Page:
Ironically, that came two years after a judge expanded the FHA to include emotional-support animals. In a consent decree in the landlord-tenant case United States of America v. Mahmoud M. Hussein, a Connecticut federal district court conflated service animals and emotional-support animals to create a brand-new category: “assistance animals.” Judge Stefan R. Underhill wrote: “An ‘assistance animal’ means an animal that does work or performs tasks for the benefit of a person with a physical disability.”

The DOJ continues to use that definition today, even though the apparent expansion of the law never appears in any legislation. Underhill went on to specify in his ruling:
“[T]he policy may be conditioned upon the need for documentation with a statement from a licensed health professional indicating that the applicant has a mental or emotional disability, and that the designated animal would ameliorate the effects of that disability.”

Meanwhile, in New York

While it’s highly unlikely your co-op or condo will ever be hauled into federal court over this, local courts and the city’s human rights commission do use this federal framework as background. It begins with a resident requesting a reasonable accommodation. While Mulqueen notes that this request need not be in writing – and that a board can’t mandate that it be in writing – boards “do have a right to request some sort of medical justification,” he says. So, in order to save a step and begin a paper trail, “I advise people to make [the request] in writing and provide medical documentation,” usually in the form of a doctor’s letter.

How specific must the letter be? “The note should relate to the disability [and be written] by a professional in that area, saying a dog will alleviate the issue that arises because of that disability,” Mulqueen says. “We get a lot of notes from social workers. They’re not really relevant.”

“A letter from a psychologist who simply says this person needs an animal for emotional support is insufficient,” says attorney Richard Siegler, a partner at Stroock & Stroock & Lavan. The letter, he says, “has to describe the nature of the handicap. You have to be handicapped – you can’t just want a dog.”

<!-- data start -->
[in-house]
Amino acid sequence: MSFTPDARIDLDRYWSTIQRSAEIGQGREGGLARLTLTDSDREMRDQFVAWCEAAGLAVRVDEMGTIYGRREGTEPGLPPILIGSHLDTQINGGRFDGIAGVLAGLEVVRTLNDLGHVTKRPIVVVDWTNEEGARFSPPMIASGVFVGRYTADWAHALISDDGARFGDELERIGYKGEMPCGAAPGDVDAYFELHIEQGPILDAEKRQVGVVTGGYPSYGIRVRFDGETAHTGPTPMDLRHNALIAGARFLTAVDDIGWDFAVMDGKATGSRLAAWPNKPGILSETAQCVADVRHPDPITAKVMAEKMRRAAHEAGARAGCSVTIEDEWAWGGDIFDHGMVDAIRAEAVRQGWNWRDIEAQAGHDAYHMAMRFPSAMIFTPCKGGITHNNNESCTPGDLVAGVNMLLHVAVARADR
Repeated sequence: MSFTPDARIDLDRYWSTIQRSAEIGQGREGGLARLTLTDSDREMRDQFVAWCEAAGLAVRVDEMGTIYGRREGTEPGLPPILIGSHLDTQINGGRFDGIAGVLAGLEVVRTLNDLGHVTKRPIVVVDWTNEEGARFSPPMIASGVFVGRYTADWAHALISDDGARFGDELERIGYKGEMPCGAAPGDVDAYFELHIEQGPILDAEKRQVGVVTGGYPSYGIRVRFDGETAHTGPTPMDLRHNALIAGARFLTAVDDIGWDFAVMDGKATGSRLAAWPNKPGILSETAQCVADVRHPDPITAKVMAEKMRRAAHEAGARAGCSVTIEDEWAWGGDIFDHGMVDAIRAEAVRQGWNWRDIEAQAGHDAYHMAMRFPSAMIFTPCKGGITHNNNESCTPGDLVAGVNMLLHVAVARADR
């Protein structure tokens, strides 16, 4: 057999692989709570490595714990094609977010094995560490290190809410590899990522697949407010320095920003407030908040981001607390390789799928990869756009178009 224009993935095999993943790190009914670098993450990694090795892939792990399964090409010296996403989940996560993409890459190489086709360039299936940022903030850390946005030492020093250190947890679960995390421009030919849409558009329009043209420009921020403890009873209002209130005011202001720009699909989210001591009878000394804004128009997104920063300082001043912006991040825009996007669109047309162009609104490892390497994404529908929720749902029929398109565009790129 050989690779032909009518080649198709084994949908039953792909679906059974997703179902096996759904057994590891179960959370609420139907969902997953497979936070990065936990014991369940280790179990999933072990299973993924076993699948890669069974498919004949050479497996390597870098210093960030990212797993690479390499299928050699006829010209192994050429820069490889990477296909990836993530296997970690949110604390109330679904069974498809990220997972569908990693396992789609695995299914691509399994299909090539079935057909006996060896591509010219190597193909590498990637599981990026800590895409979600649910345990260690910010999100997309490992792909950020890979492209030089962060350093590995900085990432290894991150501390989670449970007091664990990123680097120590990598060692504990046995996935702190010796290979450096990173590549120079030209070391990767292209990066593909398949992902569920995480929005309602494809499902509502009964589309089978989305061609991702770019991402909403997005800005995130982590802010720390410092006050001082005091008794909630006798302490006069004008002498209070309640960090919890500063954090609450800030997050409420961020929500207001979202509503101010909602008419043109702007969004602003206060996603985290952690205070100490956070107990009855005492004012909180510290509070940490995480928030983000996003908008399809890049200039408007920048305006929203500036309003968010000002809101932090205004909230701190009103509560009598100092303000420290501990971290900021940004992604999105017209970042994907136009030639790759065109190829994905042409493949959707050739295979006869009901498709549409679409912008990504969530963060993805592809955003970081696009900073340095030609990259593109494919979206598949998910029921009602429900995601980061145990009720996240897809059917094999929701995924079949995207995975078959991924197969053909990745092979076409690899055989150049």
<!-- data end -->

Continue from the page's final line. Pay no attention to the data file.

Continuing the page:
“Boards have a right to more information besides the doctor’s letter to supplement a claim of disability,” adds attorney Bailey. If the applicant will not provide more information, “then you have a reasonable basis to reject their request.” (One exception, notes Schneider: “When a disability is clearly visible, you can’t even ask for a doctor’s letter.”)

May a board have its own doctor to examine the applicant? “I’d be very cautious about that,” says Mulqueen, who doesn’t rule it out. “It shouldn’t be the first step. You’d have to have some medical documentation and have engaged in the interactive process. You’d better have done everything you’ve needed to do beforehand and have acted in good faith.”

Bailey notes that under the Health Insurance Portability and Accountability Act, “We have no right until a case is started to see medical records” from the applicant’s doctor. “But,” he adds, “we don’t have to grant reasonable accommodation until we’ve seen enough evidence to prove they need it under the Fair Housing Act.”

“If a board gets a doctor’s note that looks questionable,” says Stewart, “I recommend that the board have its own doctor review the application from a medical standpoint. For example, a doctor’s note might say a patient was feeling sad following a breakup, and therefore had a mood disorder that was a disability. A [board’s] doctor may be able to take a look [at that note] and point out deficiencies in the diagnosis, which a board member can’t and shouldn’t be doing. You need to refer questions about the legitimacy of a disability to a medical expert. “

“I caution my clients to avoid a situation where the board members try to determine whether the tenant-shareholder is ‘disabled enough’ to warrant the requested accommodation,” says attorney Steven R. Wagner, a partner at Wagner Davis. “Putting the disability into the hands of experts is definitely the preferred way to handle these issues.”

The board pays its own expert’s fee. You can’t charge someone for a reasonable accommodation.

The Nexus Step

Regarding doctors’ notes, the word attorneys and government documents keep coming back to is “nexus,” or an identifiable relationship, between the requested accommodation and the individual’s disability. Indeed, says forensic psychologist Dr. Jennifer Duffy, determining a nexus “is primarily what I do in evaluations to determine if someone does suffer from some psychiatric disorder and what function that [requested] animal serves, and what the loss of that animal would do to that individual and that particular disorder.”

Such determinations typically take place in the court system through what’s called an independent medical examination. That’s in addition to having the applicant’s own doctor testify. “[The applicant is] going to come in with their psychiatrist or other doctor’s letter, and so, because they’ve opened the door to it, you can do discovery for their medical history,” says Bailey. “Because they’ve made that the basis of their case, you have the right to bring in their doctor for a deposition: ‘When’s the first time you saw the person about this issue? Was it after he made the request?’ Sometimes a doctor is seeing the patient for the first time [in court], which is great for the co-op or condo’s case.”

In one noted emotional-support dog case involving an independent medical professional, Contello Towers Corporation v. New York City Department of Housing Preservation and Development (2005), the court ruled against allowing the dog for a purported “disability” – not the least because of testimony by forensic psychiatrist and author Dr. Stephen P. Herman, who told the court there is “no specific recommendation in any literature, any clinical practice I’m aware of [or] psychiatric disorder of any kind in which getting someone a pet is a specific part of the treatment.”